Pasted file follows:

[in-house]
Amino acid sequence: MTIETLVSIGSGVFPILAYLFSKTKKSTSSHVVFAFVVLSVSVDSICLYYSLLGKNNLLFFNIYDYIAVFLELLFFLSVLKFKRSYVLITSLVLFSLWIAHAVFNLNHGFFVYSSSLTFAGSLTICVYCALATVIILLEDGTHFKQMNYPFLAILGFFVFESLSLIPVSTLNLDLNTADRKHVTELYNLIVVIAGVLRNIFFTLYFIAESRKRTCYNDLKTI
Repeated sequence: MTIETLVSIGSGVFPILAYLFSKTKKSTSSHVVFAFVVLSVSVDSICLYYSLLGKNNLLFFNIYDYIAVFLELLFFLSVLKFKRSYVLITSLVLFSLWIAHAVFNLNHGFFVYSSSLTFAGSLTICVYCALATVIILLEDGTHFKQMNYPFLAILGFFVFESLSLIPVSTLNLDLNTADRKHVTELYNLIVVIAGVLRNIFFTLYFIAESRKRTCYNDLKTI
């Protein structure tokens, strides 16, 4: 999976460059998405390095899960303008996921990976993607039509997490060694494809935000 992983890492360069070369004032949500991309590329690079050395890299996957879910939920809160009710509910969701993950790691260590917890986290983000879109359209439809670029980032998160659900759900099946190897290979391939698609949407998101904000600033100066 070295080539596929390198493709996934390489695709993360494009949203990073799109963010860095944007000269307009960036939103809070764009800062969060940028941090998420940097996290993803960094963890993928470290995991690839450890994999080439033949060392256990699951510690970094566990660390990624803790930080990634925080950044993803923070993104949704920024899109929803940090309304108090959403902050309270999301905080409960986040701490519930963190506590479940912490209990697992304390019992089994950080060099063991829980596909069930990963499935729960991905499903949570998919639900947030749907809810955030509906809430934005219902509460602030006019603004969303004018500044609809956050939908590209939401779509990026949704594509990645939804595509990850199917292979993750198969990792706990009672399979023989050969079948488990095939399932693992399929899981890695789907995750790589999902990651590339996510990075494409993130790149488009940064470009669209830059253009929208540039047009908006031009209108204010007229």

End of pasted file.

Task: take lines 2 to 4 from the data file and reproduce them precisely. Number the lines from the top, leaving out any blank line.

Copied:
Amino acid sequence: MTIETLVSIGSGVFPILAYLFSKTKKSTSSHVVFAFVVLSVSVDSICLYYSLLGKNNLLFFNIYDYIAVFLELLFFLSVLKFKRSYVLITSLVLFSLWIAHAVFNLNHGFFVYSSSLTFAGSLTICVYCALATVIILLEDGTHFKQMNYPFLAILGFFVFESLSLIPVSTLNLDLNTADRKHVTELYNLIVVIAGVLRNIFFTLYFIAESRKRTCYNDLKTI
Repeated sequence: MTIETLVSIGSGVFPILAYLFSKTKKSTSSHVVFAFVVLSVSVDSICLYYSLLGKNNLLFFNIYDYIAVFLELLFFLSVLKFKRSYVLITSLVLFSLWIAHAVFNLNHGFFVYSSSLTFAGSLTICVYCALATVIILLEDGTHFKQMNYPFLAILGFFVFESLSLIPVSTLNLDLNTADRKHVTELYNLIVVIAGVLRNIFFTLYFIAESRKRTCYNDLKTI
């Protein structure tokens, strides 16, 4: 999976460059998405390095899960303008996921990976993607039509997490060694494809935000 992983890492360069070369004032949500991309590329690079050395890299996957879910939920809160009710509910969701993950790691260590917890986290983000879109359209439809670029980032998160659900759900099946190897290979391939698609949407998101904000600033100066 070295080539596929390198493709996934390489695709993360494009949203990073799109963010860095944007000269307009960036939103809070764009800062969060940028941090998420940097996290993803960094963890993928470290995991690839450890994999080439033949060392256990699951510690970094566990660390990624803790930080990634925080950044993803923070993104949704920024899109929803940090309304108090959403902050309270999301905080409960986040701490519930963190506590479940912490209990697992304390019992089994950080060099063991829980596909069930990963499935729960991905499903949570998919639900947030749907809810955030509906809430934005219902509460602030006019603004969303004018500044609809956050939908590209939401779509990026949704594509990645939804595509990850199917292979993750198969990792706990009672399979023989050969079948488990095939399932693992399929899981890695789907995750790589999902990651590339996510990075494409993130790149488009940064470009669209830059253009929208540039047009908006031009209108204010007229």